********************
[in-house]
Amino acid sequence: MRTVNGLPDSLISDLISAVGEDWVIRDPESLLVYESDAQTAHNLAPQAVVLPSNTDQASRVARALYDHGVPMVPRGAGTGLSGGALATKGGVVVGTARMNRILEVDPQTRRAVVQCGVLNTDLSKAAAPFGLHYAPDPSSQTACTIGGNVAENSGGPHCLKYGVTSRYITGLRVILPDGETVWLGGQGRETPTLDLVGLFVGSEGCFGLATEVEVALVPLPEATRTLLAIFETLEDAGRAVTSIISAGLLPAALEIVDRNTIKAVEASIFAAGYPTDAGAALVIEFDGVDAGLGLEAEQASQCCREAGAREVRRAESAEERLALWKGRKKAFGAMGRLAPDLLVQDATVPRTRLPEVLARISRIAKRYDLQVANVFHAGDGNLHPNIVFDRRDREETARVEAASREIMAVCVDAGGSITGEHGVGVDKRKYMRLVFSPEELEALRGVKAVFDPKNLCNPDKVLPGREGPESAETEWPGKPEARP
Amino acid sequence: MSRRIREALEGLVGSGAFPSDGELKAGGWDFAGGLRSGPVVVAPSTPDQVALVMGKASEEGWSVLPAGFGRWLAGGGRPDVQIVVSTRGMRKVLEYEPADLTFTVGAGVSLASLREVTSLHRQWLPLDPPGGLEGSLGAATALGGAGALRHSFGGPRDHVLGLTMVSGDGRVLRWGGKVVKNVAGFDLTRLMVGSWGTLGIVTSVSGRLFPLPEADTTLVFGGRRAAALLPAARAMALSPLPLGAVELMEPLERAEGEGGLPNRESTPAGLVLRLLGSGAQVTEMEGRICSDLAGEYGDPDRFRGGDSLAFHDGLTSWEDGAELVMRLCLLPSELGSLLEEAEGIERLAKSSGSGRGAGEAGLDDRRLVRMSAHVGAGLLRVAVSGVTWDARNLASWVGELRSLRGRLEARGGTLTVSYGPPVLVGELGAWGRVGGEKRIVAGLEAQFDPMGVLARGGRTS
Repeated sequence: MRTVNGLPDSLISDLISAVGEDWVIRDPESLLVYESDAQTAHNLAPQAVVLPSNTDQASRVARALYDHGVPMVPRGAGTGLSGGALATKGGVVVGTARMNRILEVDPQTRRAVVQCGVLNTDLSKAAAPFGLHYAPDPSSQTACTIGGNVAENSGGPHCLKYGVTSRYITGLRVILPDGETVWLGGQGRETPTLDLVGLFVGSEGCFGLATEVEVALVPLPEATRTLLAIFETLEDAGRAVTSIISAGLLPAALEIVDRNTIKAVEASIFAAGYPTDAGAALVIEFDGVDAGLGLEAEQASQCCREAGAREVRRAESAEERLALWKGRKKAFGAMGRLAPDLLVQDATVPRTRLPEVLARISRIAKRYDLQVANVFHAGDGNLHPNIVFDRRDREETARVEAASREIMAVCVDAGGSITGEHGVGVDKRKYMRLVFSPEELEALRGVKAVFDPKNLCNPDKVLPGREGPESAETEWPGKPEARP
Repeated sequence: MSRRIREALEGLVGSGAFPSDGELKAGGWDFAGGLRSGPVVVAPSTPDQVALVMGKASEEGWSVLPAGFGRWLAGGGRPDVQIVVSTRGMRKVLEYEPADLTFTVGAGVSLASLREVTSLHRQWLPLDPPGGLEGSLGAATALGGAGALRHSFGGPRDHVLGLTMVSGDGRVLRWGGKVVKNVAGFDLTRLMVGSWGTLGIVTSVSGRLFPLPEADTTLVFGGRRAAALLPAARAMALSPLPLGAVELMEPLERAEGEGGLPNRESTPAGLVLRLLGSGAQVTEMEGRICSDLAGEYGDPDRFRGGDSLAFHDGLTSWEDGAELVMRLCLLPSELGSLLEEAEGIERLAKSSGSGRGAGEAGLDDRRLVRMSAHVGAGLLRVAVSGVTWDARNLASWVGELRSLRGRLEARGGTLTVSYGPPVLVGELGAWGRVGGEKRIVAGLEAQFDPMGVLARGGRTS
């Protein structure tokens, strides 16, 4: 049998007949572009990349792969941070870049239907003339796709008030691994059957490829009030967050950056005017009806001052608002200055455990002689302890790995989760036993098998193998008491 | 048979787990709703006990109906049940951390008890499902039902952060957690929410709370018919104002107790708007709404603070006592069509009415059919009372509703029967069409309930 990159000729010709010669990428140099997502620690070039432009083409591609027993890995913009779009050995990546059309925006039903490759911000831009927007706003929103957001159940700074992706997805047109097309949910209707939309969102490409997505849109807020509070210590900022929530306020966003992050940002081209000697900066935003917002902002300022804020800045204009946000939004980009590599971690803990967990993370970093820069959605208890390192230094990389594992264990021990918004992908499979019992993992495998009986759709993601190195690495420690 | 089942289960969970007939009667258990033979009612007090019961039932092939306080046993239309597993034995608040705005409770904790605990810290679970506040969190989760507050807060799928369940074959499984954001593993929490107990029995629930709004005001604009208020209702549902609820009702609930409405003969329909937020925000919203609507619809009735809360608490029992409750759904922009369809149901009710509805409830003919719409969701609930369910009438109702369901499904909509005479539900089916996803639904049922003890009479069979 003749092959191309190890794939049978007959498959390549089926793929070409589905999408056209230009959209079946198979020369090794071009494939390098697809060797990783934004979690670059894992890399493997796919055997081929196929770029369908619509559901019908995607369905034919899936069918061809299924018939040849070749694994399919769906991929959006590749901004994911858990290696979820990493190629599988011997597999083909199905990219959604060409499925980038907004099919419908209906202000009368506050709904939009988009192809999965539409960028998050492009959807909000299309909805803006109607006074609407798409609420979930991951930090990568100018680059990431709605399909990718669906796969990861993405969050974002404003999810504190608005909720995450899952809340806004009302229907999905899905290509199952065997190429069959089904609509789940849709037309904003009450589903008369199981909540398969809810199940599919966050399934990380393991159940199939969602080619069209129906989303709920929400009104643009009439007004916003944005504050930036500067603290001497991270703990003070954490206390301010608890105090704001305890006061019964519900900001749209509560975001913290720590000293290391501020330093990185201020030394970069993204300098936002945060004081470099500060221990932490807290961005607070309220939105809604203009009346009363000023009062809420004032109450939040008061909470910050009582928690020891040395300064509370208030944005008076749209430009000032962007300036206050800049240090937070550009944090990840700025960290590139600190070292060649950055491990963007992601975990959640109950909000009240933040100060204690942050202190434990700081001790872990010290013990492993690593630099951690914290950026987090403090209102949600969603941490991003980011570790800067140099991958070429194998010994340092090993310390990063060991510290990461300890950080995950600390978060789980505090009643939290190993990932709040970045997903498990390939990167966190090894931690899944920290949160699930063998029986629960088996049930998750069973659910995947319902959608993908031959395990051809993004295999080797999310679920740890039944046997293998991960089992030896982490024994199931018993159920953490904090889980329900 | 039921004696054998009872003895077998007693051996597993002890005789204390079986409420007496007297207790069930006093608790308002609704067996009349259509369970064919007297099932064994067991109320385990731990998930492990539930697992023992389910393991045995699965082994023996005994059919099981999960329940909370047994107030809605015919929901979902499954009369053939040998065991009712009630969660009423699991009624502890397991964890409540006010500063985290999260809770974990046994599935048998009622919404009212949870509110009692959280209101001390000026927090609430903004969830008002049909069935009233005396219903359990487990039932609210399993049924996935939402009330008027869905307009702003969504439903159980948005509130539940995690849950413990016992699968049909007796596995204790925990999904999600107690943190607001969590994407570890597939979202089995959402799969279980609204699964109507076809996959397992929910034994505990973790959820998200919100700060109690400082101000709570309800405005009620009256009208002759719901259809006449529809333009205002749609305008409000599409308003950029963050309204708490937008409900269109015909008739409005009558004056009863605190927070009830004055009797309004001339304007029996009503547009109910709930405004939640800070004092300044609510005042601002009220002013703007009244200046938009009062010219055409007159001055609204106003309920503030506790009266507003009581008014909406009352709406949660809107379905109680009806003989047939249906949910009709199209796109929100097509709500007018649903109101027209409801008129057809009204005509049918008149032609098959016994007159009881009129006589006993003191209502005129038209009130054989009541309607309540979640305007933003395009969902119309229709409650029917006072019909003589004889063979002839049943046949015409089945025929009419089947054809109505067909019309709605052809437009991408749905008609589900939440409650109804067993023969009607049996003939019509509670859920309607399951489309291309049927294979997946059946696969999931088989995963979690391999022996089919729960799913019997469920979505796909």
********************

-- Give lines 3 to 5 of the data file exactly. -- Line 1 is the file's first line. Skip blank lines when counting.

Amino acid sequence: MSRRIREALEGLVGSGAFPSDGELKAGGWDFAGGLRSGPVVVAPSTPDQVALVMGKASEEGWSVLPAGFGRWLAGGGRPDVQIVVSTRGMRKVLEYEPADLTFTVGAGVSLASLREVTSLHRQWLPLDPPGGLEGSLGAATALGGAGALRHSFGGPRDHVLGLTMVSGDGRVLRWGGKVVKNVAGFDLTRLMVGSWGTLGIVTSVSGRLFPLPEADTTLVFGGRRAAALLPAARAMALSPLPLGAVELMEPLERAEGEGGLPNRESTPAGLVLRLLGSGAQVTEMEGRICSDLAGEYGDPDRFRGGDSLAFHDGLTSWEDGAELVMRLCLLPSELGSLLEEAEGIERLAKSSGSGRGAGEAGLDDRRLVRMSAHVGAGLLRVAVSGVTWDARNLASWVGELRSLRGRLEARGGTLTVSYGPPVLVGELGAWGRVGGEKRIVAGLEAQFDPMGVLARGGRTS
Repeated sequence: MRTVNGLPDSLISDLISAVGEDWVIRDPESLLVYESDAQTAHNLAPQAVVLPSNTDQASRVARALYDHGVPMVPRGAGTGLSGGALATKGGVVVGTARMNRILEVDPQTRRAVVQCGVLNTDLSKAAAPFGLHYAPDPSSQTACTIGGNVAENSGGPHCLKYGVTSRYITGLRVILPDGETVWLGGQGRETPTLDLVGLFVGSEGCFGLATEVEVALVPLPEATRTLLAIFETLEDAGRAVTSIISAGLLPAALEIVDRNTIKAVEASIFAAGYPTDAGAALVIEFDGVDAGLGLEAEQASQCCREAGAREVRRAESAEERLALWKGRKKAFGAMGRLAPDLLVQDATVPRTRLPEVLARISRIAKRYDLQVANVFHAGDGNLHPNIVFDRRDREETARVEAASREIMAVCVDAGGSITGEHGVGVDKRKYMRLVFSPEELEALRGVKAVFDPKNLCNPDKVLPGREGPESAETEWPGKPEARP
Repeated sequence: MSRRIREALEGLVGSGAFPSDGELKAGGWDFAGGLRSGPVVVAPSTPDQVALVMGKASEEGWSVLPAGFGRWLAGGGRPDVQIVVSTRGMRKVLEYEPADLTFTVGAGVSLASLREVTSLHRQWLPLDPPGGLEGSLGAATALGGAGALRHSFGGPRDHVLGLTMVSGDGRVLRWGGKVVKNVAGFDLTRLMVGSWGTLGIVTSVSGRLFPLPEADTTLVFGGRRAAALLPAARAMALSPLPLGAVELMEPLERAEGEGGLPNRESTPAGLVLRLLGSGAQVTEMEGRICSDLAGEYGDPDRFRGGDSLAFHDGLTSWEDGAELVMRLCLLPSELGSLLEEAEGIERLAKSSGSGRGAGEAGLDDRRLVRMSAHVGAGLLRVAVSGVTWDARNLASWVGELRSLRGRLEARGGTLTVSYGPPVLVGELGAWGRVGGEKRIVAGLEAQFDPMGVLARGGRTS